“Nature does not hurry, yet everything is accomplished.”
simply stated, but certainly tells a deeper truth not only about nature, but the possibilities of human nature. particularly the nature of emotional healing--you cant hurry it in any way. if you try to push the fast forward button, you almost will certainly have to rewind and do over the parts you tried to rush through.
in the church, we hear a lot about the "Lord's time table." he created all things perfectly and they all have a season-nothing is rushed. 9 months to make a baby. a summer to grow corn. seems like we get into trouble when we try to rush such things or circumvent the process.
i recently watched two movies on netflix(love 'watch instantly') called "Food Inc." and "King Corn". while they talk about a lot of different things regarding modern farming and how it affects how we eat as a nation, one of the things that really struck me was how they(farmers, scientists, etc) have found ways to speed the process. there are chemical companies who have patented seeds , yes, SEEDS. how in the hell did that happen? the company(forget the name now) actually hires private investigators to find out if farmers are using any other seeds besides the patented ones-if they are-the company that holds the patent sues the farmer-essentially ruining them financially.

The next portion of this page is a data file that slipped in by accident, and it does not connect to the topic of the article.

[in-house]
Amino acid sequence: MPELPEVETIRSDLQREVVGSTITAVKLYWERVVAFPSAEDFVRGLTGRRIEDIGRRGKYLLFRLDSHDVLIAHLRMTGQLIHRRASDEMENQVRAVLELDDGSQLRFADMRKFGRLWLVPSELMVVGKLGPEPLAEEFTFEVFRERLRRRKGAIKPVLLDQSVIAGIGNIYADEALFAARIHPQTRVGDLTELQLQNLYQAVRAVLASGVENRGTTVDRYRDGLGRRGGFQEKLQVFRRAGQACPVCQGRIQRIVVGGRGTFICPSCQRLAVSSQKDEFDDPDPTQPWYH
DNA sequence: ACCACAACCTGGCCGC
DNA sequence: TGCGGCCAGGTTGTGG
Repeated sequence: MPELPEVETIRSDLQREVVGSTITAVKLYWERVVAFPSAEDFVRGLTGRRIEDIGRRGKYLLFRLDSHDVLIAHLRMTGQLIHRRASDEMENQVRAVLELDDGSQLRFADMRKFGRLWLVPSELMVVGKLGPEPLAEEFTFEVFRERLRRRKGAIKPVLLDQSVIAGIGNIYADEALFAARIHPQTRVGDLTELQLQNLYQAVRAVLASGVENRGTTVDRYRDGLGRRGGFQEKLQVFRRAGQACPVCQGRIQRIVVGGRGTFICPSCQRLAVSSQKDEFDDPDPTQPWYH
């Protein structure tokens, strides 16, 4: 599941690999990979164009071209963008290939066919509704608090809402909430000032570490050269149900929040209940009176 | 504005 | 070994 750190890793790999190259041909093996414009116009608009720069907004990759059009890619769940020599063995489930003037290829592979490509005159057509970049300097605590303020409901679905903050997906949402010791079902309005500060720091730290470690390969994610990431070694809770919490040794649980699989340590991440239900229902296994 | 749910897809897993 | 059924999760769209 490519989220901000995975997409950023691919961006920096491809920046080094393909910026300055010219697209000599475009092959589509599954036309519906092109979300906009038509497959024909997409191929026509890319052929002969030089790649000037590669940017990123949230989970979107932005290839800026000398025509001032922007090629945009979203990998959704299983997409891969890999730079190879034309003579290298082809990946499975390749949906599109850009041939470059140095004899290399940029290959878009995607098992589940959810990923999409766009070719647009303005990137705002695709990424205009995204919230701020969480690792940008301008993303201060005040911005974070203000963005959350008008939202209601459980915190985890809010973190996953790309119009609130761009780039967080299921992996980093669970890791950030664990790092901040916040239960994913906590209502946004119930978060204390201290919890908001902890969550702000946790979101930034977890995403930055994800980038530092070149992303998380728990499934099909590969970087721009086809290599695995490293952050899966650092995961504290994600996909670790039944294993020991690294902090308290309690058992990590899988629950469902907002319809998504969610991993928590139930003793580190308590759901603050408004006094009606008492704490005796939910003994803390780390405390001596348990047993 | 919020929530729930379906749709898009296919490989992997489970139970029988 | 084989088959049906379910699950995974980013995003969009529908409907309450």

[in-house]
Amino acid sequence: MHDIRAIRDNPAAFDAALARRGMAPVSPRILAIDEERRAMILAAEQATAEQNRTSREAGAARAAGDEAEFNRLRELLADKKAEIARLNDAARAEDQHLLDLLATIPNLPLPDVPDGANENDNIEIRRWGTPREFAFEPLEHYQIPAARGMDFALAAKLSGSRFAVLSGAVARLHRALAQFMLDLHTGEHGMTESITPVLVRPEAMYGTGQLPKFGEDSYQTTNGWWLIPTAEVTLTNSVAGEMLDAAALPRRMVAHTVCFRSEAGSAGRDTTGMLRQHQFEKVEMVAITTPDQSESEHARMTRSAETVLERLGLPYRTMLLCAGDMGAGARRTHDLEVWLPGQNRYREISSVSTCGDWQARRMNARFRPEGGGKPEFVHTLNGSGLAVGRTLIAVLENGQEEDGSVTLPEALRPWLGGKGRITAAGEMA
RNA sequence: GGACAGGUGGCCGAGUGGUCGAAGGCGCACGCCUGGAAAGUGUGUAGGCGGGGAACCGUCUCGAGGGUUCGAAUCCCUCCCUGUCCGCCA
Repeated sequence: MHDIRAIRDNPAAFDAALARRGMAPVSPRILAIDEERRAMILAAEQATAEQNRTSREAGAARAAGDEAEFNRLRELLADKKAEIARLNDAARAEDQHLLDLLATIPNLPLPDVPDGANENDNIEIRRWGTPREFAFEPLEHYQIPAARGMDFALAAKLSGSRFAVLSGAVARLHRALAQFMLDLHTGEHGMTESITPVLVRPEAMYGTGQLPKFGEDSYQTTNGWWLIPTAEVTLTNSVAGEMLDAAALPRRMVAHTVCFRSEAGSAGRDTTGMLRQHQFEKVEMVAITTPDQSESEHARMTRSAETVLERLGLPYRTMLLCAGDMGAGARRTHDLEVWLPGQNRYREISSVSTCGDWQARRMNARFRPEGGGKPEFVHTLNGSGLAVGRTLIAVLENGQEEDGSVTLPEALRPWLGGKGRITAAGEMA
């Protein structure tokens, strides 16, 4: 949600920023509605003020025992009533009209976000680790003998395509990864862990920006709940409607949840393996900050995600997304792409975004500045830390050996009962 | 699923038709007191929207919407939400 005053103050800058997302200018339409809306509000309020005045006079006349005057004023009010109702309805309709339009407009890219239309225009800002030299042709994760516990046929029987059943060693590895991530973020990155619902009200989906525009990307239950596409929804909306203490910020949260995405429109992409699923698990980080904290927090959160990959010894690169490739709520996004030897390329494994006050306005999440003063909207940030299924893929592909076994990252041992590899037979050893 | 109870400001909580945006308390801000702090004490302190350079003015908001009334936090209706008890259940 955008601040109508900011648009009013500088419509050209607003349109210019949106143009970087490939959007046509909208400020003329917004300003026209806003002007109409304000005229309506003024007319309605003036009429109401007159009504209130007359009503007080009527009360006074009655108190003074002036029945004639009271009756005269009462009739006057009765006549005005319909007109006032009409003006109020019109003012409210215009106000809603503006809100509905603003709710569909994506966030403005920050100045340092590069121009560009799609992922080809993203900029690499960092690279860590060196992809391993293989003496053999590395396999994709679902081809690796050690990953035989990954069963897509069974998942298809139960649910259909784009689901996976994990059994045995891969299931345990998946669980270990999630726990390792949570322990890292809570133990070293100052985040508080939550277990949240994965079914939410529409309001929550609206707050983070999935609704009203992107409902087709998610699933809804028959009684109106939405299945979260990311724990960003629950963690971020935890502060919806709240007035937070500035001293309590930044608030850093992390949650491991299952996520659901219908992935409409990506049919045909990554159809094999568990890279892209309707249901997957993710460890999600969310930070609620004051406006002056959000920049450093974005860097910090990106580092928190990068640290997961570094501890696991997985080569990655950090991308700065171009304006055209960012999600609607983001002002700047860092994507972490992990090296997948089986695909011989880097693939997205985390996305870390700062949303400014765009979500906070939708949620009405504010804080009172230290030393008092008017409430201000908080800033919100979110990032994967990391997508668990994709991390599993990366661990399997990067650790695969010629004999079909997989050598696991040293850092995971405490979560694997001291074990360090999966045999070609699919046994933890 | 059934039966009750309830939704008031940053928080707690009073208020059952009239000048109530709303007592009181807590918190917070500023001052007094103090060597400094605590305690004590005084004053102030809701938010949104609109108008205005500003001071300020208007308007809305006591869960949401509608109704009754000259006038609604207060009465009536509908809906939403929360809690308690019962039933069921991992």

i recommend both of those movies. they are real eye openers. they also list very doable things that every person can do to make a difference.
we have different guides for our emotional natures. we all rush. shoot for the quick fix as opposed to doing the hard work that will heal us instead of just putting a band aid on a gaping chest wound.
i have generously mocked the part of our culture that rushes things. mormons are famous for meeting and marrying in extremely short periods of time. we are attempting to shortcut something that is meant to last for an eternity. its no wonder that the divorce rate in the church is almost as high as the national average.
the youngsters, generally speaking, want to rush things so they can "legally" have sex. i think that applies to us geezers as well, but there is so much additional baggage-wounds from past relationships, kids, and addictions that we have to consider. is it worth rushing into a marriage that will solve an immediate need for romance and companionship if you quickly discover that the person you married is addicted to pornography? not all examples are that extreme, but even less detrimental differences need time to be negotiated and resolved.
good things are worth the wait. and the work.